Tesla’s Advantage Will Be Eroded

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That electric vehicles are the future has been known for some time, but it seems as though the auto industry in general is only now getting to grips with the reality of the situation. The greater competitiveness within this space is not good news for Tesla (TSLA), which has long been touted by its supporters as the trailblazer in the electric vehicle sector.

The Auto Industry Is Getting Serious About Electric Vehicles

Despite footage of Elon Musk and Volkswagen (VLKAF) chief Herbert Diess driving the new fully-electric Volkswagen Electric ID.3 model, the likelihood that Tesla will become more involved with its chief competitor in the electric vehicle market is remote. What the interaction between Musk and Diess does illustrate is that the traditional auto industry is finally getting serious about electric vehicles.

The trend is towards a switch from petrol to electricity, and this switch requires batteries and software to permit the batteries to work in sync with motors. Multiple firms, such as AMETEK (AME), Johnson Electric (JELCF), and WEG (WEGZY) are making electric motors. Ninety-one factories are expected to produce battery cells by 2028, and half of these are already producing now. Overall, the global electric vehicle battery is currently valued at $30.7 billion, and is estimated to reach $87 billion by 2027. Furthermore, the electric car market itself was valued at $162.34 billion in 2019, and is projected to grow to $802.81 billion by 2027.

Tesla, specifically, would seem at first glance to be in pole position to benefit from this projected growth. In July it overtook Toyota (TM) as the most valuable carmaker by market capitalization, a reflection in investor confidence in the future of electric vehicles overall – and in the less-certain prospect that Tesla will continue to lead the pack.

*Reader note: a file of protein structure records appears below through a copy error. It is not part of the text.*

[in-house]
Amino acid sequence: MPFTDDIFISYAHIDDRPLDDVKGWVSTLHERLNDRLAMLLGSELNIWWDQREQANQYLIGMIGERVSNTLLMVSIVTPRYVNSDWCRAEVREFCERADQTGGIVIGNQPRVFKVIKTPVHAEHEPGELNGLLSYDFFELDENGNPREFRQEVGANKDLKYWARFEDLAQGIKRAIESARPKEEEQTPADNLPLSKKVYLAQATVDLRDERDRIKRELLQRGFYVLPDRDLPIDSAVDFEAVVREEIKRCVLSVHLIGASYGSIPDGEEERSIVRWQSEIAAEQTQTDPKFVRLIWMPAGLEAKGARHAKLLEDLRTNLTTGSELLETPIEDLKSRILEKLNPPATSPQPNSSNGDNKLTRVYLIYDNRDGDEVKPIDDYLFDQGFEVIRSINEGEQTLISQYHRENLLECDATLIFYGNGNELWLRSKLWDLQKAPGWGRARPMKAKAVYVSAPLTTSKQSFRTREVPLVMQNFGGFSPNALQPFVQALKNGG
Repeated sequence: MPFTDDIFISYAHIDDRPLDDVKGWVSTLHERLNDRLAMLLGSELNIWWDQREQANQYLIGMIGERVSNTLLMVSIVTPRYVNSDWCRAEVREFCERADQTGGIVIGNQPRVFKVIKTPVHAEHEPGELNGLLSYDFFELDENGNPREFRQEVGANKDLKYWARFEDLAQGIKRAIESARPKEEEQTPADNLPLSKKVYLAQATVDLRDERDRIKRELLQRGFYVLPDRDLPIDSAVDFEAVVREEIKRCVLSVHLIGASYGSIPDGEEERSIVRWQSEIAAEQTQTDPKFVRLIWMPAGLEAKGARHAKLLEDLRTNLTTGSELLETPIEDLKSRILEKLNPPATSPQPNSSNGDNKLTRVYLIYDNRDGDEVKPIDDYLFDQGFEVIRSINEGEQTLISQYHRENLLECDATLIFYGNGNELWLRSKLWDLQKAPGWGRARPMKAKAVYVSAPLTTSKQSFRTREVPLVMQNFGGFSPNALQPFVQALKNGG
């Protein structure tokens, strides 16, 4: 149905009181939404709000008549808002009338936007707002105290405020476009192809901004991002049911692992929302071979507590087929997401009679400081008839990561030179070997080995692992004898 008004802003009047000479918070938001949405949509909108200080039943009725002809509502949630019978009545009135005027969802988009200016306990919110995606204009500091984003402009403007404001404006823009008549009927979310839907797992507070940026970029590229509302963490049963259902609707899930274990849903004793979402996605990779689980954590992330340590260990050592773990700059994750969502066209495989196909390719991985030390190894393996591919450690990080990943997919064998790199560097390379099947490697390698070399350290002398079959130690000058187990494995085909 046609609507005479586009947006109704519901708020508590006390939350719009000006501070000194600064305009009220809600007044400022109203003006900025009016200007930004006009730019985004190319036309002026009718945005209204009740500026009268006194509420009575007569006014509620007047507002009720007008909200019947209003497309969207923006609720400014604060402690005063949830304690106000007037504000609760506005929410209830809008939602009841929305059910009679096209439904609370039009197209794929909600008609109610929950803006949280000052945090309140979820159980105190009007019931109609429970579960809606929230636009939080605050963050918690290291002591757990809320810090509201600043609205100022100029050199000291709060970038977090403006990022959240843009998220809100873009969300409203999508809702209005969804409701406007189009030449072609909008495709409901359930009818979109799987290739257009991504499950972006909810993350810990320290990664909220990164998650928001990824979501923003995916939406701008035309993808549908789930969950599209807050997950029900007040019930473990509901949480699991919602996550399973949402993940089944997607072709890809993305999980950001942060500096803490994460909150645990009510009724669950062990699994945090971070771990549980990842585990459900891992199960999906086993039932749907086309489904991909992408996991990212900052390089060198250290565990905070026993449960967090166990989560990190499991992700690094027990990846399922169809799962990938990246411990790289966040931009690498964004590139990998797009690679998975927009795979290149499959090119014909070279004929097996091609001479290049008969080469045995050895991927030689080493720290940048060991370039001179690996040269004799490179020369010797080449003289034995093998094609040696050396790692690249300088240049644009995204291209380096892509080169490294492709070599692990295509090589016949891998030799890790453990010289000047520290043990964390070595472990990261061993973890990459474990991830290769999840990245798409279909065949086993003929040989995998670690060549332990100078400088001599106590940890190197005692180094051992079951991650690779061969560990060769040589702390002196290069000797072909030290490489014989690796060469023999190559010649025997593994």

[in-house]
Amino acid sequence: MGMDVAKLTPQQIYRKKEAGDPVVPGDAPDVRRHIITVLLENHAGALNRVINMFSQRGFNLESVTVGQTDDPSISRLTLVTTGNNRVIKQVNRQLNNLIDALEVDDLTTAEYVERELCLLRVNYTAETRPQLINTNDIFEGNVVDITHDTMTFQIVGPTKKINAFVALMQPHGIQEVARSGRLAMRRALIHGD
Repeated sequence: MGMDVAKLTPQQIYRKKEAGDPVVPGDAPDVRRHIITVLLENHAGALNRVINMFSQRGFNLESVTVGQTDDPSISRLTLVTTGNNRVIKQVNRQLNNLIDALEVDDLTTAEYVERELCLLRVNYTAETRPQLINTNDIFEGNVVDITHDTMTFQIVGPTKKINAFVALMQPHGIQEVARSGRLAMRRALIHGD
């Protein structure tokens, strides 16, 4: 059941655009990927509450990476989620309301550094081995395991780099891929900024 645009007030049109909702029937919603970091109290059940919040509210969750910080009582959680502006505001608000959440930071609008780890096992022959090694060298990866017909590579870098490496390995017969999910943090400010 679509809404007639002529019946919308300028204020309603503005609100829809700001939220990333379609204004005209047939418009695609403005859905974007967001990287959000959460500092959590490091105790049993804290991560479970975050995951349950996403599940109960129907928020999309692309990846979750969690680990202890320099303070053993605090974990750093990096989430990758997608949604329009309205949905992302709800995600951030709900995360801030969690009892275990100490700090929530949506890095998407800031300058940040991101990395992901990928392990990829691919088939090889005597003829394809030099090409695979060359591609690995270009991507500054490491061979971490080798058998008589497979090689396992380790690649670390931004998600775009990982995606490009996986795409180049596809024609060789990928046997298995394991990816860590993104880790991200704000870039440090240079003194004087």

Tesla currently has the advantage of holding 16% of market share in the global passenger electric vehicle market, it has been manufacturing electric vehicles at scale longer than any other company, and sells more of them than any other company – of the top ten U.S. plug-in cars sold in 2019, three of the ten were Tesla models. Furthermore, sales of the Tesla Model 3 outpaces its closest rival (Toyota’s Prius Prime) by over 135,000 units.

Tesla electric vehicle

Chart generated by InsideEVs.

Tesla’s Electric Vehicles Have The Greatest Range

Tesla benefits from the fact that its electric cars have the greatest range – the Model S, Model 3, and Model X can travel from 565-600 kilometers on a single battery charge, and are the top three ranked electric cars by range as of 2019.

Tesla Competitive Advantage

Chart generated by Statista.

These factors seem to augur well for Tesla’s long-term prospects, as does the fact that it looks set to post a profitable year for the first time in its history. Since it went public in 2010, and according to figures going back to at least 2006, Tesla has reported consistently rising revenues in tandem with consistent net losses.

YearRevenue ($)Net Income ($)
2006-29.96 million
200773,000-78.16 million
200814.74 million-82.78 million
2009111.94 million-55.74 million
2010116.74 million-154.33 million
2011204.24 million-254.41 million
2012413.26 million-396.21 million
20132.01 billion-74.01 million
20143.2 billion-294.04 million
20154.05 billion-888.66 million
20167 billion-773.05 million
201711.76 billion-2.24 billion
201821.46 billion-1.06 billion
201924.58 billion-775 million

Figures collated from 10-K reports available on the SEC website and on Tesla’s investor relations page.

At first sight, however, it appears as though Tesla has finally turned a corner and become profitable.

2020 QuarterRevenue ($)Net Income ($)
Q15.99 billion16 million
Q26.04 billion104 million
Total12.03 billion120 million

Figures collated from quarterly reports available on Tesla’s investor relations page.

Long-Term Issues That Tesla Has To Overcome

Tesla hopes to maintain this edge through sales of electric cars, and with the line-up being extended to lorries and pick-ups. Battery production will also aid Tesla’s bottom line, not merely in sales but also in extending the firm’s cost advantage. However, despite the rosy picture painted hitherto, there are a vast number of long-term issues that the firm still has to overcome.

2020 QuarterRevenue ($)Net Income ($)
Q15.99 billion16 million
Q26.04 billion104 million
Total12.03 billion120 million

Figures collated from quarterly reports available on Tesla’s investor relations page.

Long-Term Issues That Tesla Has To Overcome

Tesla hopes to maintain this edge through sales of electric cars, and with the line-up being extended to lorries and pick-ups. Battery production will also aid Tesla’s bottom line, not merely in sales but also in extending the firm’s cost advantage. However, despite the rosy picture painted hitherto, there are a vast number of long-term issues that the firm still has to overcome.

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